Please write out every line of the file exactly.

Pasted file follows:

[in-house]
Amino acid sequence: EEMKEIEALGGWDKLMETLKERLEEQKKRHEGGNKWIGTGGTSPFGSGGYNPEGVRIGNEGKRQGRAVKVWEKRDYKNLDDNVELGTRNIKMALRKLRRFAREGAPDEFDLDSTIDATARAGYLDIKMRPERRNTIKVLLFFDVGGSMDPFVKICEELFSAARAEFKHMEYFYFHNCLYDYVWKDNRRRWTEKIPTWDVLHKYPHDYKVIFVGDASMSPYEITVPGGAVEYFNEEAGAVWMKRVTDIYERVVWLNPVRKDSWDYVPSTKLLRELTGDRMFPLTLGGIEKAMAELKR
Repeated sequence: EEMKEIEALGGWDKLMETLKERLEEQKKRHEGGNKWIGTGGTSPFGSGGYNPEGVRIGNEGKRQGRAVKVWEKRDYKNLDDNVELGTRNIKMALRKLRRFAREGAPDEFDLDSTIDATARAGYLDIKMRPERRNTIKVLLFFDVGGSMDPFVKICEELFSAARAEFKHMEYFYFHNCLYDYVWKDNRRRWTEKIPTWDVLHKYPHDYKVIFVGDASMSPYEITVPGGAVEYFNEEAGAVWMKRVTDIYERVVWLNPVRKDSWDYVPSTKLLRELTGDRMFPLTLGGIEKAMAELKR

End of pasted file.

[in-house]
Amino acid sequence: EEMKEIEALGGWDKLMETLKERLEEQKKRHEGGNKWIGTGGTSPFGSGGYNPEGVRIGNEGKRQGRAVKVWEKRDYKNLDDNVELGTRNIKMALRKLRRFAREGAPDEFDLDSTIDATARAGYLDIKMRPERRNTIKVLLFFDVGGSMDPFVKICEELFSAARAEFKHMEYFYFHNCLYDYVWKDNRRRWTEKIPTWDVLHKYPHDYKVIFVGDASMSPYEITVPGGAVEYFNEEAGAVWMKRVTDIYERVVWLNPVRKDSWDYVPSTKLLRELTGDRMFPLTLGGIEKAMAELKR
Repeated sequence: EEMKEIEALGGWDKLMETLKERLEEQKKRHEGGNKWIGTGGTSPFGSGGYNPEGVRIGNEGKRQGRAVKVWEKRDYKNLDDNVELGTRNIKMALRKLRRFAREGAPDEFDLDSTIDATARAGYLDIKMRPERRNTIKVLLFFDVGGSMDPFVKICEELFSAARAEFKHMEYFYFHNCLYDYVWKDNRRRWTEKIPTWDVLHKYPHDYKVIFVGDASMSPYEITVPGGAVEYFNEEAGAVWMKRVTDIYERVVWLNPVRKDSWDYVPSTKLLRELTGDRMFPLTLGGIEKAMAELKR